So I was looking at an example of how to implement public key pinning for when your app connects to your web service and you want to have your app ensure it's really talking to your server.


They do a test HTTPS request and then check the thumbprint of the certificate:

private async Task DemoSSLRoot()
    // Send a get request to Bing
    HttpClient client = new HttpClient();
    Uri bingUri = new Uri("https://www.bing.com");
    HttpResponseMessage response = await client.GetAsync(bingUri);

    // Get the list of certificates that were used to validate the server's identity
    IReadOnlyList<Certificate> serverCertificates = response.RequestMessage.TransportInformation.ServerIntermediateCertificates;

    // Perform validation
    if (!ValidCertificates(serverCertificates))
        // Close connection as chain is not valid

    PrintResults("Validation passed\n");
    // Validation passed, continue with connection to service

private bool ValidCertificates(IReadOnlyList<Certificate> certs)
    // In this example, we iterate through the certificates and check that the chain contains
    // one specific certificate we are expecting
    for(int i=0; i<certs.Count; i++)
        PrintResults("Cert# " + i + ": " + certs[i].Subject + "\n");
        byte[] thumbprint = certs[i].GetHashValue();

        // Check if the thumbprint matches whatever you are expecting
        // ‎d4 de 20 d0 5e 66 fc 53 fe 1a 50 88 2c 78 db 28 52 ca e4 74
        byte[] expected = new byte[] { 212, 222, 32, 208, 94, 102, 252, 83, 254, 26, 80, 136, 44, 120, 219, 40, 82, 202, 228, 116 };

        if (ThumbprintMatches(thumbprint, expected))
            return true;

    return false;

Now my question is: With this approach, couldn't an attacker selectively allow your app to authenticate the first time to your web server and establish that it's trusted, and then immediately switch over to their malicious HTTPS server? It seems so, since only the initial "Hello World" request is validated...

1 Answer 1


During the initial TLS handshake, a "master secret" is created

The client and server then use the random numbers and PreMasterSecret to compute a common secret, called the "master secret". All other key data for this connection is derived from this master secret (and the client- and server-generated random values), which is passed through a carefully designed pseudorandom function.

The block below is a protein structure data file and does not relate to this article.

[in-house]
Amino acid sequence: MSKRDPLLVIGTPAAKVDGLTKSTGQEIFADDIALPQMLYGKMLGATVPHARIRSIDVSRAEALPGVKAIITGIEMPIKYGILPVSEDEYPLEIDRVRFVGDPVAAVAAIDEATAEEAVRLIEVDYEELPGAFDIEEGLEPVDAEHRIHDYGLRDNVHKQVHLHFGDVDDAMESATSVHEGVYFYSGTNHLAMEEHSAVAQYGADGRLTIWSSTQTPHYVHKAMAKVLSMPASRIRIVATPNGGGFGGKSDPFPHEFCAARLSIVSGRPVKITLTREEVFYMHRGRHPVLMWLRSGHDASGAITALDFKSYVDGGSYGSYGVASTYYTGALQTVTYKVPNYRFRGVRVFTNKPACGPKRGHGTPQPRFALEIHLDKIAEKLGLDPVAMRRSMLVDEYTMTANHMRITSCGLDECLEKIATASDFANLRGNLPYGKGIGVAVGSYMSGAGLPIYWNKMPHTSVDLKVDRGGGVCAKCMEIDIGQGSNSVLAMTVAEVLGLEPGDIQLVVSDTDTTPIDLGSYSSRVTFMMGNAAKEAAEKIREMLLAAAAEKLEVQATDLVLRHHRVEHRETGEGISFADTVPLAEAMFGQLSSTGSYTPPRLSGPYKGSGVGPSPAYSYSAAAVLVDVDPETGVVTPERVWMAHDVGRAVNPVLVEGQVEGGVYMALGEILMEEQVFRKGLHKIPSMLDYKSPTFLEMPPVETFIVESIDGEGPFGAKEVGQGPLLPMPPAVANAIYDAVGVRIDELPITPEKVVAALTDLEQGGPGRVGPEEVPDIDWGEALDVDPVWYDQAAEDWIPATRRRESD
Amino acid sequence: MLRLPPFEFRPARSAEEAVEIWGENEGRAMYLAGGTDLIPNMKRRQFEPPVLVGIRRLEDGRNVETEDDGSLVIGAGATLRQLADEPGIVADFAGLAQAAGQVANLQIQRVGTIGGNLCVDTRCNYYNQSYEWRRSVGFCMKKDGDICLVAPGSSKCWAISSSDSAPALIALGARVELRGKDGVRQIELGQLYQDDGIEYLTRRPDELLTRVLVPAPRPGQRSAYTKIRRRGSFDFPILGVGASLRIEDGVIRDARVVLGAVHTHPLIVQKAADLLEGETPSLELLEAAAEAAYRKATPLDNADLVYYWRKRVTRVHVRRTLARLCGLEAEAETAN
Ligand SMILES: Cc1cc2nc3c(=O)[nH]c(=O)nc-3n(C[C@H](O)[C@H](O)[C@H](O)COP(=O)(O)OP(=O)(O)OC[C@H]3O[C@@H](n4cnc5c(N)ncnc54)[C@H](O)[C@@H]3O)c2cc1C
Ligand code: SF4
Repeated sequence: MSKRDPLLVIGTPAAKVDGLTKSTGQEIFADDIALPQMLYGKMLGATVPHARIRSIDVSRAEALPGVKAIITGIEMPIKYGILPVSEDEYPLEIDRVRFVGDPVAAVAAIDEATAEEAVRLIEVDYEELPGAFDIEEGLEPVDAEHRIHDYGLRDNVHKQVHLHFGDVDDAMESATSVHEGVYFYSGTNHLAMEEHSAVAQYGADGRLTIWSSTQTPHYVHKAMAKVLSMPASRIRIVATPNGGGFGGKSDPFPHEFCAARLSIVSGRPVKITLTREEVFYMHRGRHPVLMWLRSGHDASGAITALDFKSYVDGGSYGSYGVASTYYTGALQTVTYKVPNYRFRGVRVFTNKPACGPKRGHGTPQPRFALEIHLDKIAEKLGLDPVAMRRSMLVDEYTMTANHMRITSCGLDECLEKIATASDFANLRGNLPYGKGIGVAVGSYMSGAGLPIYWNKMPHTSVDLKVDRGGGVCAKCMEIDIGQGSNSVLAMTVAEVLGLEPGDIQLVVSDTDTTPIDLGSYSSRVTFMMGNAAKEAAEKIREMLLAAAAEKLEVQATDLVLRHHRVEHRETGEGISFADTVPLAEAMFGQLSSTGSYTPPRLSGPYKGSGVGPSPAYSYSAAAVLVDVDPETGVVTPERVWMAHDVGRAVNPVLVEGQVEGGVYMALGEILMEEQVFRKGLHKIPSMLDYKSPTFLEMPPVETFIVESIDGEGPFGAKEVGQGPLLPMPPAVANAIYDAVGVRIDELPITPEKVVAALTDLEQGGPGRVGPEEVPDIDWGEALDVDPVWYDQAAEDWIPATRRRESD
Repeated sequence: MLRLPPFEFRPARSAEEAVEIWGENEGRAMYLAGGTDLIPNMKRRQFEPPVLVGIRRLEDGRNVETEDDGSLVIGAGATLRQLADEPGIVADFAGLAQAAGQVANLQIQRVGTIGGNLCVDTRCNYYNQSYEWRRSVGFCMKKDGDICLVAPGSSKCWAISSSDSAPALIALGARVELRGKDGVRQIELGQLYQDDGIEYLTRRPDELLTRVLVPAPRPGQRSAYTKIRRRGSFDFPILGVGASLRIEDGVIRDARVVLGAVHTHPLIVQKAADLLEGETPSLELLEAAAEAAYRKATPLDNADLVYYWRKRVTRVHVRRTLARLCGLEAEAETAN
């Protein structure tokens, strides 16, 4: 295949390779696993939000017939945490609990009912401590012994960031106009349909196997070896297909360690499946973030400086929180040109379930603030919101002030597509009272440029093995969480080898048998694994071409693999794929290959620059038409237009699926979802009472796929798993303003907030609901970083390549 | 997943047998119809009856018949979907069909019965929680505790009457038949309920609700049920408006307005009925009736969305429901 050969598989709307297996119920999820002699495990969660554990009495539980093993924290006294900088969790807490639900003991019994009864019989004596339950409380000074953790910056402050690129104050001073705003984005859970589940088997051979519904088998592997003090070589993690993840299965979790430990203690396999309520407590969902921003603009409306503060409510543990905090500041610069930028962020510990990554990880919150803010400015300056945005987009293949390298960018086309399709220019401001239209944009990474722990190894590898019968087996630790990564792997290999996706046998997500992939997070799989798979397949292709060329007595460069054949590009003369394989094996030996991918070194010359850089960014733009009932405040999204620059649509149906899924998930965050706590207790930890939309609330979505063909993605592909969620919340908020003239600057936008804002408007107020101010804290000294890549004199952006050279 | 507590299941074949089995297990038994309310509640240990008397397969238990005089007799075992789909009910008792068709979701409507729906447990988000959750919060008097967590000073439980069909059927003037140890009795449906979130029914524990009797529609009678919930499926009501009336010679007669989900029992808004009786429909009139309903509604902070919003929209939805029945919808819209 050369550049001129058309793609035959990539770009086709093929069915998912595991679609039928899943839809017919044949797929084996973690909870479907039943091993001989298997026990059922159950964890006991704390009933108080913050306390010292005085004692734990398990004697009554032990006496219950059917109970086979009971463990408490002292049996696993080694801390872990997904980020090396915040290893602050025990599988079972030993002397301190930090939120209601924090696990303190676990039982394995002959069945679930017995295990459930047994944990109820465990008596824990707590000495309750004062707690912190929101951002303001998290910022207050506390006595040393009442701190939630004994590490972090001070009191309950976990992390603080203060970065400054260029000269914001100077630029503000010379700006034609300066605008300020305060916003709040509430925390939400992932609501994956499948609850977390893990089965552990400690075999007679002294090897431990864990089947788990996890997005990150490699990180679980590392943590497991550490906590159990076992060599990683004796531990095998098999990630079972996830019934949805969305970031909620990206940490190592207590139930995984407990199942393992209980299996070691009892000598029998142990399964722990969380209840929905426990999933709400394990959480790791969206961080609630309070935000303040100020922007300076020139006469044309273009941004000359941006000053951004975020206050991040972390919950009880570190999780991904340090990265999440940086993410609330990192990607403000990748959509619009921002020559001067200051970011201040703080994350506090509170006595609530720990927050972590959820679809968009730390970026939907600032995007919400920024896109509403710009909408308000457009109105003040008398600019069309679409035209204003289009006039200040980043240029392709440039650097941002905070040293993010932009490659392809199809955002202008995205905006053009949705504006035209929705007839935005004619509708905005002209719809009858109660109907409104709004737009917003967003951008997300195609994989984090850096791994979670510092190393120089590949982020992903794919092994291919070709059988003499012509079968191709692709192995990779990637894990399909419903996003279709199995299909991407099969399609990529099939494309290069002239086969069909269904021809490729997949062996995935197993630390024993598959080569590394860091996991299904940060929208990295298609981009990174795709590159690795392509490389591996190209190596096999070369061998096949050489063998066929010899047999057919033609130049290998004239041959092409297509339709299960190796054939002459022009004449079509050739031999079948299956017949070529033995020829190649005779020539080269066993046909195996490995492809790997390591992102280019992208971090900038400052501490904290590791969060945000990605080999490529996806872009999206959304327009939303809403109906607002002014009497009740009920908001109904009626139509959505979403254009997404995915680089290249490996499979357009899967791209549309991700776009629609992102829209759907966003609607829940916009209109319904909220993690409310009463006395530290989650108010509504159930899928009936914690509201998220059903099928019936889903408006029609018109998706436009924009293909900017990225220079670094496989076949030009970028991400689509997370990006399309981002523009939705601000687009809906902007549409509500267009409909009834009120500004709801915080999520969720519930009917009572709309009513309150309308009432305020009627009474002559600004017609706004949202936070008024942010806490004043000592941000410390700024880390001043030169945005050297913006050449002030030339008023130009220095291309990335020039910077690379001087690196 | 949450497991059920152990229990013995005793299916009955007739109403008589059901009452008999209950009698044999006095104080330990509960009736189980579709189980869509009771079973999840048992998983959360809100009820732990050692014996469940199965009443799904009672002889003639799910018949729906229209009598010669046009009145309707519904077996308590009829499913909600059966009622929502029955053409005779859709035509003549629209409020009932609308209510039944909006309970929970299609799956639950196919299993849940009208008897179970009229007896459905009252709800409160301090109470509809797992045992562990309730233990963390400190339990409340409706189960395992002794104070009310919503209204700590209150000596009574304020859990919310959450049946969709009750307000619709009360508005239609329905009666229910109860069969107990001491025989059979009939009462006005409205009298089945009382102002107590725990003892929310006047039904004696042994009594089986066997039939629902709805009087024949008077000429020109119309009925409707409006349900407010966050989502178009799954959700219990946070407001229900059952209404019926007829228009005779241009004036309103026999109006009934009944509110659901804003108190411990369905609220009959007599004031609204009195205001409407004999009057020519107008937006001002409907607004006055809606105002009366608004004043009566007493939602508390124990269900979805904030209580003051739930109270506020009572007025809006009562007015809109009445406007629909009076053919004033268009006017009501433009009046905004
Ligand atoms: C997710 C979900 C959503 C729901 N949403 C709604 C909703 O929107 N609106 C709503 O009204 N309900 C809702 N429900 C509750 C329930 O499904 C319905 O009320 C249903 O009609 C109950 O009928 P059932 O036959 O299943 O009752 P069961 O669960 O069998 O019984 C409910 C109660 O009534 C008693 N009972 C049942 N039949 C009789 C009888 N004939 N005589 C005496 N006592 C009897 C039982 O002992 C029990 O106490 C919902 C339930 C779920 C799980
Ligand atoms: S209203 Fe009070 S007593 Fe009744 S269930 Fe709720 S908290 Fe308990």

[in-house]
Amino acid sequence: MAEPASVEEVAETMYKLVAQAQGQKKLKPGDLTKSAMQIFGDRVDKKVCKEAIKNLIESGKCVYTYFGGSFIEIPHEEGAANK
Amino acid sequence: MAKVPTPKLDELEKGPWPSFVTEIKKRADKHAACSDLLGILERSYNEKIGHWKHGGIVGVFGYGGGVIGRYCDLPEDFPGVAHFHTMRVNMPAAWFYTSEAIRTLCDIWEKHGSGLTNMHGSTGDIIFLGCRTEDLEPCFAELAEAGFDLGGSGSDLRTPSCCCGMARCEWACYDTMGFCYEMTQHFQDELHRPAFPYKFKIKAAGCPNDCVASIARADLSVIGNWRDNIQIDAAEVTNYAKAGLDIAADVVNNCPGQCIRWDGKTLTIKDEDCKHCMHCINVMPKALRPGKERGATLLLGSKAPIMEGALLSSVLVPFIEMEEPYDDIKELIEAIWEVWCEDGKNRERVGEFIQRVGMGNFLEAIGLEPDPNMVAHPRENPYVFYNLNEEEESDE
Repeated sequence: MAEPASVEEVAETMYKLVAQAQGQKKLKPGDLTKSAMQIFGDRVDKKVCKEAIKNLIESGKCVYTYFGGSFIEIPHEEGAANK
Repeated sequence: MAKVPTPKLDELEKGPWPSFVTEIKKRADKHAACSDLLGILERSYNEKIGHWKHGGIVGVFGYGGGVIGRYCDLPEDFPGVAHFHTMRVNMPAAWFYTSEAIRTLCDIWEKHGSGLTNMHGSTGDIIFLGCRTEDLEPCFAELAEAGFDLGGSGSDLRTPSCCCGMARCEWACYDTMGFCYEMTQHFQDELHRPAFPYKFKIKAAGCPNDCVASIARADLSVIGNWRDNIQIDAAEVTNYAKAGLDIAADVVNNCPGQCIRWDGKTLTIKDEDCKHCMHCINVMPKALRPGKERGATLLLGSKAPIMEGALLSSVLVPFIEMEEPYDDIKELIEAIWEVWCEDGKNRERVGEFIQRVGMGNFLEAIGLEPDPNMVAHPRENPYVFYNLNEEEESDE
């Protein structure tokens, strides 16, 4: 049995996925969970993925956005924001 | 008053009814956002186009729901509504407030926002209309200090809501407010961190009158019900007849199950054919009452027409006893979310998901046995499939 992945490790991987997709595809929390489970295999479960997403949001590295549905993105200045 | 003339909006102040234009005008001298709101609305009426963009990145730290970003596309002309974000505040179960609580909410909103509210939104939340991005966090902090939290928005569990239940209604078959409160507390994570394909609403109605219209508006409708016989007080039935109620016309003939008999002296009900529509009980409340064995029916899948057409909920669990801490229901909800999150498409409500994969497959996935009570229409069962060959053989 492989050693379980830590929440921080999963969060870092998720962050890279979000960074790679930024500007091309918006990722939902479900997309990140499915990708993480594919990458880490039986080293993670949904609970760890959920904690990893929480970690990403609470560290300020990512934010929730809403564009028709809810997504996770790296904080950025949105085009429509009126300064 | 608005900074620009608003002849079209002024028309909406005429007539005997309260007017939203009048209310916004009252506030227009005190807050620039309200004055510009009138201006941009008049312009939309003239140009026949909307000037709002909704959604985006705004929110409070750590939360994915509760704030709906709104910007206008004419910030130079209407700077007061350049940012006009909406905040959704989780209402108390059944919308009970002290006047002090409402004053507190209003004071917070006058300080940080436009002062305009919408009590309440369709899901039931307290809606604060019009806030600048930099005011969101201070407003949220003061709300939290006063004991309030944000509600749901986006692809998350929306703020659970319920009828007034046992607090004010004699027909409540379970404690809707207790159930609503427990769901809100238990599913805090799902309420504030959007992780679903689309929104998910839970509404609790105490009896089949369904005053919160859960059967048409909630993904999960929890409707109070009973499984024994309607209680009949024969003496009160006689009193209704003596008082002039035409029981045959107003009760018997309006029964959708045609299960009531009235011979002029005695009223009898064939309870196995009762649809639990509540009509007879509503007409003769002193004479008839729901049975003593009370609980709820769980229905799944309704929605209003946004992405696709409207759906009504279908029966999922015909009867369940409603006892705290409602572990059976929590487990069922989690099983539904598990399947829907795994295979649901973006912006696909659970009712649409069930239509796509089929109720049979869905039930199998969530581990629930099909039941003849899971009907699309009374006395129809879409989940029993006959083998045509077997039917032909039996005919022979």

As this secret is used throughout the communication a MiTM attempting to impersonate either the client or server mid-conversation would need to have the master secret (and likely other secrets) to encrypt and decrypt communication. But being that this secret is only known by the original client and server, a MiTM is impossible (or at least very difficult).

  • But that's just the thing that concerns me. In the example, they initiate a new connection in the DemoSSLRoot function (HttpClient client = new HttpClient();) and it will then fall out of scope when the function ends. When the app performs the "real" connection to start pulling down data, won't it be an entirely new connection, and won't the TLS handshake have to be renegotiated? Or perhaps you have to continue to use the same HTTPClient object?
    – John
    Oct 29, 2015 at 16:19
  • I believe that this comment // Validation passed, continue with connection to service means that you continue the connection in that function using the client variable. Perhaps the comment should have been better written. You are correct that once you let the connection close, you need to redo the entire handshake, cert pinning included. Oct 29, 2015 at 16:28

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